In this post we are going to talk about enzymes applied in health care or in detergency, particularly in laundry and automatic dishwashing products. Enzymes are natural origin substances; they are biodegradable and generally considered ecologically compatible.  We ‘ve been through them; here we explain better our evaluation, according to recent publications.

Papain is a natural occurring enzyme, mainly derived from Carica papaya tree. It shows a proteolitic action, as it breaks protein molecules, particularly those cystein based.
In U.S.A., papain was used as ingredient in many disinfecting and cicatrizing unguents for wounded skin. Some years ago, F.D.A. (Food and Drug Administration) no longer approved these unguents to be used, as they were found to be strong sensitizing and allergizing agents. Moreover, reproductive toxicity was investigated and concerning teratogenicity data on mammals phoetuses were collected.

Subtilisina is a natural origin enzyme, made with bacterial cultures, mainly used in detergency too, whose function is to brake protein molecules which form some kind of soil (food residuals as meat, fish, eggs, milk, or blood stains, etc.); it shows a broad spectrum action.
It is considered an occupational allergen, as among enzyme industry workers or detergency workers, many people resulted sensitized or affected by allergic reaction; a study (2005) reports a sensitization (mainly asthma) incidence of 64% in hypersensitive workers and of 33% (still significant) in workers with normal immune function.
This study highlights thefact that, despite several safety measures, allergies related with professional products containing enzymes remain a serious concern.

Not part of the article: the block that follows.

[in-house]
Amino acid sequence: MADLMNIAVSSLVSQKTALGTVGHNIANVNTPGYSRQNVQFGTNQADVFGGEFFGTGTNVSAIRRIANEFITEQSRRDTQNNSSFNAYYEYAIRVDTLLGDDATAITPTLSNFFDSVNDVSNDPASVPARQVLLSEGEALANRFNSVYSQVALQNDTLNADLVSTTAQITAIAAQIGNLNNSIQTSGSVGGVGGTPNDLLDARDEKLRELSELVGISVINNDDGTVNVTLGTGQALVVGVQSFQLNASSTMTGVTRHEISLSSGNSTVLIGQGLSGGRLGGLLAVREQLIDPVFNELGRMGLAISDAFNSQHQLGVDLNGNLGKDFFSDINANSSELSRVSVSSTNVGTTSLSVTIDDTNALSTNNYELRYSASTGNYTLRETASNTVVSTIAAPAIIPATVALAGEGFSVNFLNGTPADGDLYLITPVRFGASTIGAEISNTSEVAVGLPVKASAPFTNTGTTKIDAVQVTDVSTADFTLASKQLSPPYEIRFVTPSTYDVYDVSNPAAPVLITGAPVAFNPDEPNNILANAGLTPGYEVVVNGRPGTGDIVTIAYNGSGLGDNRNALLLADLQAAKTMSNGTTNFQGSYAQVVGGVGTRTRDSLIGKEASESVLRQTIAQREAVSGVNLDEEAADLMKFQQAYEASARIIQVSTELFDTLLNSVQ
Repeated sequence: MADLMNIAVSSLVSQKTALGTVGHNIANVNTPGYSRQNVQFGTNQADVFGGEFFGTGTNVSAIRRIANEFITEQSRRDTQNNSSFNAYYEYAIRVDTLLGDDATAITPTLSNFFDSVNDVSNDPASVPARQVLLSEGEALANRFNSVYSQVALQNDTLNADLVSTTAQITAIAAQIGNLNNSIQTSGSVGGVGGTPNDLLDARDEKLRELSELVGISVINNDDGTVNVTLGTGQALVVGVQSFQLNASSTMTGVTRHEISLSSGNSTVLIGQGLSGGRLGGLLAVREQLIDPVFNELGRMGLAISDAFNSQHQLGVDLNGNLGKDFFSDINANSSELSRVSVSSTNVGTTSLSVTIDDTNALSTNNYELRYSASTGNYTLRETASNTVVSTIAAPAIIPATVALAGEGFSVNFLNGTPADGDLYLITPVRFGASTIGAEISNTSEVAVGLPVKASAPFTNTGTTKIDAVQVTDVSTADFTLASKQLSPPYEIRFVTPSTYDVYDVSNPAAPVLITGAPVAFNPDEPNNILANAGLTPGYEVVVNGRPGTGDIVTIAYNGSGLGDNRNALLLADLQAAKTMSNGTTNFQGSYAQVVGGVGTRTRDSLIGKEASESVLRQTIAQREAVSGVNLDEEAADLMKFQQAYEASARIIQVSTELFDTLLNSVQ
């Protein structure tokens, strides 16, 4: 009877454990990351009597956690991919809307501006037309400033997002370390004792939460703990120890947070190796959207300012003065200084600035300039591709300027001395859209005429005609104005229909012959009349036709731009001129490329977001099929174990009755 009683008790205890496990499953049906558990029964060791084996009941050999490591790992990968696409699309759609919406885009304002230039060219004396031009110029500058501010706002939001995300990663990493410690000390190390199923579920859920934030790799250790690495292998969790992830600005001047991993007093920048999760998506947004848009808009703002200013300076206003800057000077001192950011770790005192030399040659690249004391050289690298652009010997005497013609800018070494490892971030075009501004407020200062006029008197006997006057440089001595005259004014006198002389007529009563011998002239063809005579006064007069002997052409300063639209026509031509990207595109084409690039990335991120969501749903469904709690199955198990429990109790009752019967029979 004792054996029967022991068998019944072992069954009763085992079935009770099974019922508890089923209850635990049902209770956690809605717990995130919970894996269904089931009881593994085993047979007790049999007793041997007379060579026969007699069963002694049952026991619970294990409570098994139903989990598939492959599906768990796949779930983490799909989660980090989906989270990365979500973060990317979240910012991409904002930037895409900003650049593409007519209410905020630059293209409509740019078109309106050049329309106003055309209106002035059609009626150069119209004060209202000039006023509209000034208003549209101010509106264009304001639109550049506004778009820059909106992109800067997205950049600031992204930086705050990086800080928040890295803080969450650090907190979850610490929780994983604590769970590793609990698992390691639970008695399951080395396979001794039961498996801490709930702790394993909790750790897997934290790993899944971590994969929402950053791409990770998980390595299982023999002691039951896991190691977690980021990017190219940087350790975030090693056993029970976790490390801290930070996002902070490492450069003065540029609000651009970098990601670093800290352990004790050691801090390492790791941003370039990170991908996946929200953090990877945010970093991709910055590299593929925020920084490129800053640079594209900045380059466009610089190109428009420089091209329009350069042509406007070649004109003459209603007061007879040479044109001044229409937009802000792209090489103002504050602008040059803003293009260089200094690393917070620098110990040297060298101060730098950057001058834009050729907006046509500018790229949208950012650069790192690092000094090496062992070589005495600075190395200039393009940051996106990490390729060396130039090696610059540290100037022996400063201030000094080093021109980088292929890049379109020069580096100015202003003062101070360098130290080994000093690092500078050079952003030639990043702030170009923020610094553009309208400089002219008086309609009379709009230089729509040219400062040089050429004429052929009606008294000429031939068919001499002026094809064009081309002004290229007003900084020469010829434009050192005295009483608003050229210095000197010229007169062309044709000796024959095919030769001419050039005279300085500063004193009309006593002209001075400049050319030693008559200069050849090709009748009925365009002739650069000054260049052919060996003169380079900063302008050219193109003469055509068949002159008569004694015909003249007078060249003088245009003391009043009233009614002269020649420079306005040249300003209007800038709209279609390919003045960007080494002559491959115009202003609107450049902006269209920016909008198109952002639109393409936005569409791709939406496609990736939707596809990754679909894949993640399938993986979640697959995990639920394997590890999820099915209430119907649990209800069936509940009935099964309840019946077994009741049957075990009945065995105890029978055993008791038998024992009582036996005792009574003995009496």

Searching for further signs of long-term toxicity, we read in ECHA Dossier the following statement: there would be no or no significant human exposure, as subtilisin is not bioaccumulable, so either endocrine disruption or reproductive/phoetal toxicity are “not likely” to be associated with subtilisin or any other enzyme and such tests are considered not necessary. They mention the existence of 26 industrial studies, which would demonstrate subtilisin is safe; in conclusion,  for the purposes of REACH law, they claim that reproductive toxicity and teratogenicity studies are unuseful and will not be carried out.
It is rather a shame that those “industrial studies” do not take into account scientific data about papain, for example.

For all of its products Bensos chose not to use enzymes first because they are strong allergens and sensitizers; furthermore, there is a doubt about safety for reproductive system and for phoetuses.

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